Dr. Zhu received her Bachelor of Science degree in Biotechnology and MSc in Molecular Medicine, with a specialization on signal transduction and cellular trafficking of G protein-coupled receptor (GPCR). She then received her PhD in Biochemistry at Arizona State University and continued her post-doctoral training under Dr. Wei Liu. Her research focused on the structural determination and dynamic studies of GPCR and membrane transporter using Cryo-Electron Microscopy and X-ray crystallography, to elucidate their function and dynamics in signaling. Dr. Zhu joined the Medical College of Wisconsin (MCW) as the Assistant Professor in the Department of Pharmacology & Toxicology in July 2022.
Appointments and Center Membership
- Assistant Professor, Pharmacology & Toxicology
- Member, Cancer Center
- Structural Biology
- Crystallography, X-Ray
- Cryo-Electron Microscopy
- G Protein-Coupled Receptor
- Membrane Transporter
- Protein-Protein Complex
- Drug Discovery
Methodologies and Techniques
- Biological Assay
- Chromatography, Affinity
- Cryo-EM Single Particle Analysis
- Microcrystal Electron Diffraction
- Serial X-Ray Crystallography
Research in the Zhu lab focuses on how the emerging structure determination framework allows to investigate the uncultivated molecular machinery of interest, specifically G protein-coupled receptor (GPCR) and membrane transporter. Our research is designed to expose how GPCR functions are modulated by specific ligands, by coupling proteins and by accessory proteins, as well as by lipid molecules and other allosteric modulators. We will further study the possible structure-based interpretations of the regulatory role of receptor trafficking, functioning, signaling and turnover in cellular homeostasis and biophysiology, specifically as they relate to discovery and development of novel therapeutic approaches in their associated diseases.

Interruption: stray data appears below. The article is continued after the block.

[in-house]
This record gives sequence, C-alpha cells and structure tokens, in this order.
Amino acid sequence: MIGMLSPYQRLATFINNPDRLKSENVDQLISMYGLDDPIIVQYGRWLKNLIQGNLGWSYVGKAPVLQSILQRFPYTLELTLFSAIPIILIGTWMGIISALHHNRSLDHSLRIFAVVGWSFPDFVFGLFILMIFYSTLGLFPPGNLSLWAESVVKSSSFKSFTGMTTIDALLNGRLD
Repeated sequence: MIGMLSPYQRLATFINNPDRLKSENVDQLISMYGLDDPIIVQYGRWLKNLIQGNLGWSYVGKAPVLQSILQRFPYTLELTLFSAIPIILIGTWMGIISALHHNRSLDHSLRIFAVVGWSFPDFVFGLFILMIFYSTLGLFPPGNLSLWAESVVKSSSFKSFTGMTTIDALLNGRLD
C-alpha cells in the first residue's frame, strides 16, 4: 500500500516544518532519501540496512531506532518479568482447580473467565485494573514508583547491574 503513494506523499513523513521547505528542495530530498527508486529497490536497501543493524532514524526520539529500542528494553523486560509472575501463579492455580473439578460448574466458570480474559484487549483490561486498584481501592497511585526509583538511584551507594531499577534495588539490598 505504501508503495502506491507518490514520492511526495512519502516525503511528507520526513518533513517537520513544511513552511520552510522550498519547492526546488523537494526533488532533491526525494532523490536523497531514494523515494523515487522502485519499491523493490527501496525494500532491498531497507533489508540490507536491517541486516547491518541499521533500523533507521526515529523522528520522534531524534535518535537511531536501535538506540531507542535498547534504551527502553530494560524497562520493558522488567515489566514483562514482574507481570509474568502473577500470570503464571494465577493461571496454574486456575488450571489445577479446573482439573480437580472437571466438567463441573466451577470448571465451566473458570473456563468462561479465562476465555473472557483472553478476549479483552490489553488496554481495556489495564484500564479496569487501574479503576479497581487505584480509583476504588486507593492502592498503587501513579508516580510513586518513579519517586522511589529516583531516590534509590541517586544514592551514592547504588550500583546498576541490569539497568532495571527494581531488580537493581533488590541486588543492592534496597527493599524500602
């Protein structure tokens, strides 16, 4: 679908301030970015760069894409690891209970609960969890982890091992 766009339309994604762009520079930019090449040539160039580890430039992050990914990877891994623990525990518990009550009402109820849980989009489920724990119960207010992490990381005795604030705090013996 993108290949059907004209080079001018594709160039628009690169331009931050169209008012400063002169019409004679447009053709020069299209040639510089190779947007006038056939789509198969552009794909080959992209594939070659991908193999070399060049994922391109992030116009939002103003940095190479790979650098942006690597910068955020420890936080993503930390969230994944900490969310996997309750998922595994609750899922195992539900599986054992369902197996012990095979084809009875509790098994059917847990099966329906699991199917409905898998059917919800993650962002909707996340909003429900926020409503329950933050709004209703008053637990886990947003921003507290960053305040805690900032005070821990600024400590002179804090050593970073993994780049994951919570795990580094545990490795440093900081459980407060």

The primary research program will focus on the G protein-coupled estrogen receptor (GPER) with two major directions: 1) structure determination of small molecule induced receptor activation and its subsequent coupling behavior with G proteins, and 2) gaining an in-depth understanding of trafficking and turnover of GPER and its role in tumorigenesis to generate insights leading to novel therapeutic approaches. Our research is to, for the first time, solve the structures of human GPER and its heterodimers with the relevant signaling partner G proteins and the accessory proteins. Investigating this molecular switch for GPER plasma membrane trafficking will provide new insight into the allosteric modulation of GPER signaling. We employ the state-of-the-art pipeline of crystallography and cryo-EM previously applied to solve the structures of many challenging GPCRs, combined with biochemical, functional, and imaging approaches, thereby advancing rational design of safer and more efficacious therapeutics.
In another area of research, we will study how the human dopamine transporter (hDAT) contributes to the dopaminergic pathway. To expand the current knowledge of the structural basis controlling dopamine regulation and the biochemical mechanism of hDAT function, we intend to unveil the atomic-resolution information of hDAT captured in different conformations, bound with diverse compounds, and the complexes with dopamine receptors and other modulators. With the current progress in cryo-EM technology development, we would ultimately extend our study to fully understand the dopaminergic pathway in the whole synapse. Overall, the goal of the research program will be to better understand the structural mechanisms of dopamine regulation by hDAT and its functional coupling with other proteins, which will enable future structure-based drug design of novel therapeutics.
The lab uses a wide range of biophysical and biochemical techniques to investigate biological questions in atomic view, expertise in serial crystallography and cryo-EM approaches. If you are interested in joining the team, please contact Dr. Zhu.